Difference between revisions of "Nitrogen Fixation"

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Nitrogen fixation is performed anaerobically by the Nitrogenase part, and aerobically by the Nitrogen-Fixing Plastid.
 
Nitrogen fixation is performed anaerobically by the Nitrogenase part, and aerobically by the Nitrogen-Fixing Plastid.
  

Latest revision as of 21:01, 28 February 2021

Nitrogen fixation is performed anaerobically by the Nitrogenase part, and aerobically by the Nitrogen-Fixing Plastid.

Summary

Nitrogen fixation is the process of producing ammonia from atmospheric nitrogen and ATP, and in the case of aerobic Nitrogen Fixation, oxygen as well. Make sure that the gasses you need are present in your location before using this process. It is also important to consider the required ATP cost.

Use and Strategy

Nitrogen fixation is available in two different forms, with the basic anaerobic fixation being available to both prokaryotes and eukaryotes, while the eukaryote exclusive aerobic fixation is more efficient but requires the addition of oxygen in it's process. Nitrogen Fixation allows you to save time searching for ammonia by allowing you to produce it yourself, leaving you to only really have to worry about phosphates. If you find yourself with excess ATP generation, nitrogen fixation is an excellent way to make use of it.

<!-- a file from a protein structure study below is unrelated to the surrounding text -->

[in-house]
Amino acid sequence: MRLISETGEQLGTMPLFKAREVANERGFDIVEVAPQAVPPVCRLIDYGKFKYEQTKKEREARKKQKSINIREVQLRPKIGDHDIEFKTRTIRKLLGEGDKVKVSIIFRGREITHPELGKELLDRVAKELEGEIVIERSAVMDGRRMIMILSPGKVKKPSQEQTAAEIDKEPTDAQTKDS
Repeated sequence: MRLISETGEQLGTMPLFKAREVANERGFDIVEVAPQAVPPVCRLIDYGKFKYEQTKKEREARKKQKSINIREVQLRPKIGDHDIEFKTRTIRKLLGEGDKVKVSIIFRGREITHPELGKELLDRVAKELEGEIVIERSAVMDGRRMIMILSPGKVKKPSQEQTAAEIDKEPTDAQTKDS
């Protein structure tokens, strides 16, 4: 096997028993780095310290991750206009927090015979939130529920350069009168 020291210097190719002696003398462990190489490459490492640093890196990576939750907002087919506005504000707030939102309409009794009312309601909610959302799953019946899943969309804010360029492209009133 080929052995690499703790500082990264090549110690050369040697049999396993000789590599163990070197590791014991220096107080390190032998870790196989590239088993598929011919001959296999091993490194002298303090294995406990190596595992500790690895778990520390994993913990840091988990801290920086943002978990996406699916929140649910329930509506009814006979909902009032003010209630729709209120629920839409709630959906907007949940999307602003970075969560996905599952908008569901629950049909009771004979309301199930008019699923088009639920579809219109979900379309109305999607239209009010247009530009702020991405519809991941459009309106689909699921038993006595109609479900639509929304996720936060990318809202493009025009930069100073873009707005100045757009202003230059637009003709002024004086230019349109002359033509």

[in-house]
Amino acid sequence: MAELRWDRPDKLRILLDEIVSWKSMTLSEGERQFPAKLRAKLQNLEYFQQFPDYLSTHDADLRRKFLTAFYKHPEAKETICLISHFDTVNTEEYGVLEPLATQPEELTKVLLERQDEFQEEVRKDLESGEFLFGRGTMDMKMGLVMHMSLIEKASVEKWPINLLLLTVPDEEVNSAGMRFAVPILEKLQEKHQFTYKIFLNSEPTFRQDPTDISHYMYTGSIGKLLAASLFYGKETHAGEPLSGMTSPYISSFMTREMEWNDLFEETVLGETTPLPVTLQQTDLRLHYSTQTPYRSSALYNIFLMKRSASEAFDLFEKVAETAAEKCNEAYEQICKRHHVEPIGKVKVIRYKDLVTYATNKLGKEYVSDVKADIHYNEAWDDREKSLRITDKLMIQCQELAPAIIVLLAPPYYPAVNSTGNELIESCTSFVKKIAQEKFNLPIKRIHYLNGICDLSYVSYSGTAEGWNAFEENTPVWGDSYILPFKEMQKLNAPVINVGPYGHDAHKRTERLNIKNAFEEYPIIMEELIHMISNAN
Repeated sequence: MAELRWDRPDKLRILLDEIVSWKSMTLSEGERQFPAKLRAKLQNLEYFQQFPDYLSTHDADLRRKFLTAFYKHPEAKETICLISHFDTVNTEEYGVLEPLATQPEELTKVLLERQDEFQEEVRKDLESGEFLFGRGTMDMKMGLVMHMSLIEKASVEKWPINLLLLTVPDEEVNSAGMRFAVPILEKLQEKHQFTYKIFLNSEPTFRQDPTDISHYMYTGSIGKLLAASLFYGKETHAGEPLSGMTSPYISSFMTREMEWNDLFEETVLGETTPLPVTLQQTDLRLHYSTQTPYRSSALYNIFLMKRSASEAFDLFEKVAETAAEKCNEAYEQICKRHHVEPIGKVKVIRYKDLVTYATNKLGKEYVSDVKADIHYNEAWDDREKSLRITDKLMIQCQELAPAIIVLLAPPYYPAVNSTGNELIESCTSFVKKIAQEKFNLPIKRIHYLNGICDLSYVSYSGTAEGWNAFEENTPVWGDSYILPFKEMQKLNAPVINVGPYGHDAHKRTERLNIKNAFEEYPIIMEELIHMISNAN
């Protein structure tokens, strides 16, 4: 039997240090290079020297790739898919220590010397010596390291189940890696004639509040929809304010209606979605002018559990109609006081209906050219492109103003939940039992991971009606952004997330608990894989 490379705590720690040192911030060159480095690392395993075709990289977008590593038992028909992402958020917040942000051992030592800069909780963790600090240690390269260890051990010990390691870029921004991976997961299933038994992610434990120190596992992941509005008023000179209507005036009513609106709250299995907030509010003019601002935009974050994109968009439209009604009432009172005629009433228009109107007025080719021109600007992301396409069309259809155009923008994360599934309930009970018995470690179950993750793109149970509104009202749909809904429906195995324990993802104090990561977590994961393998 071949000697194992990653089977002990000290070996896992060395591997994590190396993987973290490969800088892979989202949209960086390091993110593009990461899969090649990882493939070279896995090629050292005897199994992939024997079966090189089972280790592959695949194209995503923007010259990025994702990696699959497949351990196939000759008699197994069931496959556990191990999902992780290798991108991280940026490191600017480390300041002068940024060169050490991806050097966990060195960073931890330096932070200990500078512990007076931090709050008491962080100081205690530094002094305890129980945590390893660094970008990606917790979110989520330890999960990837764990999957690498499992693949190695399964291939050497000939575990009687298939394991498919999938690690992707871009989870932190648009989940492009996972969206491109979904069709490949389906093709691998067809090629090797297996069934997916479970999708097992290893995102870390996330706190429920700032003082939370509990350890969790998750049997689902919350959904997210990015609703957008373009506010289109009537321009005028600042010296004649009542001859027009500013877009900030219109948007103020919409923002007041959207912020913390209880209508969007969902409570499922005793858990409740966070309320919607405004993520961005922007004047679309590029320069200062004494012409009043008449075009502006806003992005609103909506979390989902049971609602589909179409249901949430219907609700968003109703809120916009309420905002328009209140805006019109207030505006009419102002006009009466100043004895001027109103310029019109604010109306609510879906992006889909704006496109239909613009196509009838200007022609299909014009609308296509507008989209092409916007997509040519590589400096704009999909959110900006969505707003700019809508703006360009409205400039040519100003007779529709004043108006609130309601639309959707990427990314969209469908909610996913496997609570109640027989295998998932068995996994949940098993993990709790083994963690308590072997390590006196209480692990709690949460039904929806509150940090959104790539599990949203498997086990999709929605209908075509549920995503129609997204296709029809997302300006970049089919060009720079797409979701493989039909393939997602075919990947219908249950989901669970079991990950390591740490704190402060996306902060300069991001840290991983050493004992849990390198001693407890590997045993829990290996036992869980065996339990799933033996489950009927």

Nitrogenase

This prokaryotic part takes up a single hex in size, and produces a small amount of ammonia. If there is no oxygen available, this part may actually be more viable than it's eukaryotic cousin since it does not require oxygen to function.

Nitrogen-Fixing Plastid

This eukaryotic part occupies two hexes of space, and produces much more ammonia than it's prokaryotic predecessor as long as sufficient oxygen is present in the environment. Due to it's reliance on oxygen, nitrogenase may be the better option if you find yourself somewhere lacking oxygen.

Function in Reality

TODO